TOKAMACHI AKASHI Chijimi (Crepe Textiles)

Toward the end of the 19th century, a sample roll of summer-weight kimono cloth was brought back to Tokamachi from Nishijin in Kyoto. Then, work began on adapting an existing local weave called Tokamachi Sukiya to produce something brand new. A great deal of effort was put into developing and improving the ways of tightly twisting up weft threads, resulting in improvements to another existing cloth, yorisukiya.
Subsequently, attempts at using a tightly twisted weft thread were successful in creating sukiya chirimen, and a cloth called Akashi Chijimi was put on the market during the early 1890s.

Until the beginning of World War II, these cool crepes dominated the light-weight summer kimono cloth market. However, after the war, production gradually declined. Their weaving techniques, however, have become part of the continuing tradition of the cloths from Tokamachi and its followers still support them with devotion.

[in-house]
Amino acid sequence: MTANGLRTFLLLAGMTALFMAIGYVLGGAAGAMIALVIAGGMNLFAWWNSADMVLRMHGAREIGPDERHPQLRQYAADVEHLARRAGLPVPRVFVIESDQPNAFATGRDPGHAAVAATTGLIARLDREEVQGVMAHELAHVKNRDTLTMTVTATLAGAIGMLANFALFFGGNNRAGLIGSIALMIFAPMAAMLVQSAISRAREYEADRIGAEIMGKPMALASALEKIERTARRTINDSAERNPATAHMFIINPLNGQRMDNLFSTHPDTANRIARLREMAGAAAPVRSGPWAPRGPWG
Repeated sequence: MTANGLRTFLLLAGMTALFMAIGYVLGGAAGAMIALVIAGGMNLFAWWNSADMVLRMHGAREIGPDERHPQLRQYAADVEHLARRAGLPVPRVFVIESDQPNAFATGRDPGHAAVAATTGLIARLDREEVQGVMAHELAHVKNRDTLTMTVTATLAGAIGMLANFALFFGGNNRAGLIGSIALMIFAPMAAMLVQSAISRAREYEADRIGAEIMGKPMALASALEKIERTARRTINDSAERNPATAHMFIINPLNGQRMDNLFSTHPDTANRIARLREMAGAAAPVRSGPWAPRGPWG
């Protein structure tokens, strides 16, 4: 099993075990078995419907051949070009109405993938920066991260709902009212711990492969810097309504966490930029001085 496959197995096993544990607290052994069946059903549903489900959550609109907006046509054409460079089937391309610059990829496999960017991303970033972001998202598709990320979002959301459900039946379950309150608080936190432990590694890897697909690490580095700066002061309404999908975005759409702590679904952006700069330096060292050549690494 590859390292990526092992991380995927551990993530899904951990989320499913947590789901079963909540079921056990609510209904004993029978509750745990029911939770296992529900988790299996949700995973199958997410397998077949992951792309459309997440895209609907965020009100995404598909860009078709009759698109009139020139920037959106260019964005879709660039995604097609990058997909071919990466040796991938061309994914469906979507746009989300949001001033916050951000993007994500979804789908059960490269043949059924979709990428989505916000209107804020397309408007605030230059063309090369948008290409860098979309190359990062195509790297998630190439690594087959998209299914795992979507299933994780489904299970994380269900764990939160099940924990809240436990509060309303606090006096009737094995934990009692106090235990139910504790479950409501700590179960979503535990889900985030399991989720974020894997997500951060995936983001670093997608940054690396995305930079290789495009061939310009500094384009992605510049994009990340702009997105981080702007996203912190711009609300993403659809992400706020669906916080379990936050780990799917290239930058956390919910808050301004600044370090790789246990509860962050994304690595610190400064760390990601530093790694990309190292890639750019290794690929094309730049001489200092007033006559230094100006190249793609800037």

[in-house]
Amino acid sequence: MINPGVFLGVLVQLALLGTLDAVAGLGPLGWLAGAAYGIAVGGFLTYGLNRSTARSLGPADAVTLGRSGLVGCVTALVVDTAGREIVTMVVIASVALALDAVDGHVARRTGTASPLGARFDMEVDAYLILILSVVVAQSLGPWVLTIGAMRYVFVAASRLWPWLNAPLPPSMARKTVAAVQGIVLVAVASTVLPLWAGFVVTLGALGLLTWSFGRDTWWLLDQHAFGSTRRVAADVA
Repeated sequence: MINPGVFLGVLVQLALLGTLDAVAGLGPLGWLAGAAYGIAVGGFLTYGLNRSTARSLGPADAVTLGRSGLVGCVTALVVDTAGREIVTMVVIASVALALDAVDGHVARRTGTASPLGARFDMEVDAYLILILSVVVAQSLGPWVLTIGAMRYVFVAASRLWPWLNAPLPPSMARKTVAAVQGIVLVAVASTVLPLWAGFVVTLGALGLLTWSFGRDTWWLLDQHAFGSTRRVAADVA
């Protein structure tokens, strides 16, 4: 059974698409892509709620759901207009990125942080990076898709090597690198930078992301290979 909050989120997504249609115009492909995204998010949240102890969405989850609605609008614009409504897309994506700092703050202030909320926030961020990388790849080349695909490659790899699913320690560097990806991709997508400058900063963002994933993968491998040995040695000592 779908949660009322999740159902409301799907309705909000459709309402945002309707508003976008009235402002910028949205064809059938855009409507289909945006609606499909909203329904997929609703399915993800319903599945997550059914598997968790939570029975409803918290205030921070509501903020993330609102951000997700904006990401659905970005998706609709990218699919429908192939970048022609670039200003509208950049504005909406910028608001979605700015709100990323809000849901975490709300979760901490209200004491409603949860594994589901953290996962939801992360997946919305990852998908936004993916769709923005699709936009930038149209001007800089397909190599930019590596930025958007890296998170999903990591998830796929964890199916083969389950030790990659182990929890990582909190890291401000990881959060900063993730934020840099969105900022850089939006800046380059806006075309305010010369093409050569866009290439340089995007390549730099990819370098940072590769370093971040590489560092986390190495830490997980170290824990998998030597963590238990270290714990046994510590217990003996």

Prior to World War II, Tokamachi Akashi Chijimi was the fashion sensation of Japan’s summer kimonos thanks to the unique, refreshing touch of the fabric. Due to austerity after the war, production of Akashi Chijimi nearly stopped, and the production method became a unique, traditional technique of Tokamachi. Despite the reduced production, even today Tokamachi Akashi Chijimi maintains popularity close to its roots.

How to make

The fabric pattern of Toukamachi Akashi Chijimi is produced in exactly the same method as Tokamachi Ikat fabrics. The primary difference of Akashi Chijimi can be found it the twisting methods for its threads. First the threads are right twisted and then left twisted at 300 turns per meter before being gathered into bundles. The bundles of raw threads are then gently dyed, while a vegetable starch of 30% to 40% of the total thread volume is rubbed in by hand to ensure even dyeing. A traditional haccho nenshiki silk thread plying machine is then used to twist the threads at 3,000 to 3,500 twists per meter.